This is the kind of idea that can be sold by chocolate makers of all kinds, regardless of whether they’re a prestige brand or a common brand.

Divine Chocolate and Branding

One case study example of how important branding is used within the chocolate industry, occurred with the brand Divine Chocolate. Divine Chocolate launched in 1999 and for many years of its existence, focused on marketing itself by highlighting the taste of its product. Much like other chocolate companies, Divine tried to market its products on the basis of how tasty its chocolates were while ignoring the feature that most set it apart.

Namely, Divine Chocolate had a unique ownership model.

Divine was 44% owned by the Kuapa Kokoo cocoa farmers co-operative, a co-operative of chocolate farmers located in Ghana. This unique ownership model meant that a significant amount of the profits went back to everyday farmers in Ghana, which potentially set the company up with a unique marketing angle.

Unfortunately, for the majority of its existence, Divine did not adequately take advantage of this angle. Yet, the first attempt to use a campaing that showed how sales of Divine chocolate benefited local farmers didn’t drive increased sales.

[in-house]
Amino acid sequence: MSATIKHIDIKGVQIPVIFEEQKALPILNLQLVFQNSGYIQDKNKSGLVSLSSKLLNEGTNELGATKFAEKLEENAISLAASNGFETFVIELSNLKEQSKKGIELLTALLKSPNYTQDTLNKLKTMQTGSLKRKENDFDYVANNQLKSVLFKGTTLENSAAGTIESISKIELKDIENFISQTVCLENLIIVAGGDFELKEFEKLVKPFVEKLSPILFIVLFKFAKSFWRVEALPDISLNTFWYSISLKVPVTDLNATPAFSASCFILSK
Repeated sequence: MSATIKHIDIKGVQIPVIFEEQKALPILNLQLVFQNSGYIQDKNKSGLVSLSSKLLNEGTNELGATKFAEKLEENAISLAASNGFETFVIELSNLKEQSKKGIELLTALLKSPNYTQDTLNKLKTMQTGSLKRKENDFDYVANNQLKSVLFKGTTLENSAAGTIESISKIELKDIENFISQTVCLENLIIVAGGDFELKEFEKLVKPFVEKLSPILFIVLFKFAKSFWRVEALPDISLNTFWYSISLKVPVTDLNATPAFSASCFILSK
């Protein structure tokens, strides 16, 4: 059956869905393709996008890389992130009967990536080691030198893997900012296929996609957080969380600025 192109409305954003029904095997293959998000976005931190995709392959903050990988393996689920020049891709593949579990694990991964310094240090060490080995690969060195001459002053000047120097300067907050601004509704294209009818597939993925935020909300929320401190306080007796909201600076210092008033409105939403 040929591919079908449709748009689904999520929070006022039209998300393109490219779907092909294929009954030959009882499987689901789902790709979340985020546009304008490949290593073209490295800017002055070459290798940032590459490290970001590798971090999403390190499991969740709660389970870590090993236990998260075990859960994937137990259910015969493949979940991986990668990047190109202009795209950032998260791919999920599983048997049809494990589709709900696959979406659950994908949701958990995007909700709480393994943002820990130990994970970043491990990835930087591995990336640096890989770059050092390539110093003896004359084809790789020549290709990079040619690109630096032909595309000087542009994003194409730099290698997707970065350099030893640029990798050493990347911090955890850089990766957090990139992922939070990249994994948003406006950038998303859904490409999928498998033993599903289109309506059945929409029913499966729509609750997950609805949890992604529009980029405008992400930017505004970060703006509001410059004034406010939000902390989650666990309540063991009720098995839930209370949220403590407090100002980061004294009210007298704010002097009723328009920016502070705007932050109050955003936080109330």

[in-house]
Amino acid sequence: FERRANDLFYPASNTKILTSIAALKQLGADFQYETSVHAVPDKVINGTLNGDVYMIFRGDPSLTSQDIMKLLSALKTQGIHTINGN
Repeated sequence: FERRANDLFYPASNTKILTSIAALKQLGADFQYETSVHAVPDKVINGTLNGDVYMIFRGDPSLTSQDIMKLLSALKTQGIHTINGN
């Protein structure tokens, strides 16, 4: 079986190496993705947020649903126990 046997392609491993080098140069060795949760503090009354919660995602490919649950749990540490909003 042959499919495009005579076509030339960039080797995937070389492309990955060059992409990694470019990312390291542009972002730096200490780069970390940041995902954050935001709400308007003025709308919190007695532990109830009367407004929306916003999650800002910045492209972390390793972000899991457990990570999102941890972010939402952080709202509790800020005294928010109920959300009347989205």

The company finally succeeded when it blended its marketing so that it featured the delicious taste of its chocolate while simultaneously highlighting the its unique ownership model.

This approach drew in not only chocolate lovers but those who were concerned with fair trade and ethical sales models. For chocolate companies, this case study suggested that it was important to market the brand not only on the basis of taste, but on unique features that distinguished the company from its competitors.

Chocolate businesses that give back financially to the community, for example, may be able to blend their marketing to feature not only the taste of their candies but also the good that they do for society.

Examples from Europe

Well known brands from Europe have also been engaged in various marketing strategies that may inspire chocolate marketing strategies among other companies. Analysis of Ferrero Rocher, Cadbury, Lindt, Sprungli and Godiva demonstrates that, despite the competition among these companies, there were a number of similarities in the way that they marketed their chocolate.

All of these European brands maintained their branding by selling within their own shops, maintaining a distribution strategy that includes its own customer-facing venues. These candy makers found it helped to market themselves by maintaining boutiques and outlets that set them apart from less prestigious brands, as well as from one another.